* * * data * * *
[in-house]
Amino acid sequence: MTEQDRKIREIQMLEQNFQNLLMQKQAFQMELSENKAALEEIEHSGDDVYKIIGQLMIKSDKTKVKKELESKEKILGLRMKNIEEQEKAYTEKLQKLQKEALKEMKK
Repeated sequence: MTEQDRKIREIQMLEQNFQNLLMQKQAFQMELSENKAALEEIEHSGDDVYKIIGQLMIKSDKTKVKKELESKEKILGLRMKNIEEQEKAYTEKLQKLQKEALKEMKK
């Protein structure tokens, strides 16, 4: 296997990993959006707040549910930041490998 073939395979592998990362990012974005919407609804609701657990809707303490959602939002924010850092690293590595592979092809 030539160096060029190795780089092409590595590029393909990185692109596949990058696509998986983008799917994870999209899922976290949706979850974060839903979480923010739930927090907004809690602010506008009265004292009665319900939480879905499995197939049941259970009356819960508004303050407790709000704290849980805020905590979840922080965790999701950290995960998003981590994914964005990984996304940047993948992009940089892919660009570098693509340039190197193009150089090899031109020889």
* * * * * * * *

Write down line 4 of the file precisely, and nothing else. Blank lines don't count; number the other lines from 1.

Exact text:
């Protein structure tokens, strides 16, 4: 296997990993959006707040549910930041490998 073939395979592998990362990012974005919407609804609701657990809707303490959602939002924010850092690293590595592979092809 030539160096060029190795780089092409590595590029393909990185692109596949990058696509998986983008799917994870999209899922976290949706979850974060839903979480923010739930927090907004809690602010506008009265004292009665319900939480879905499995197939049941259970009356819960508004303050407790709000704290849980805020905590979840922080965790999701950290995960998003981590994914964005990984996304940047993948992009940089892919660009570098693509340039190197193009150089090899031109020889």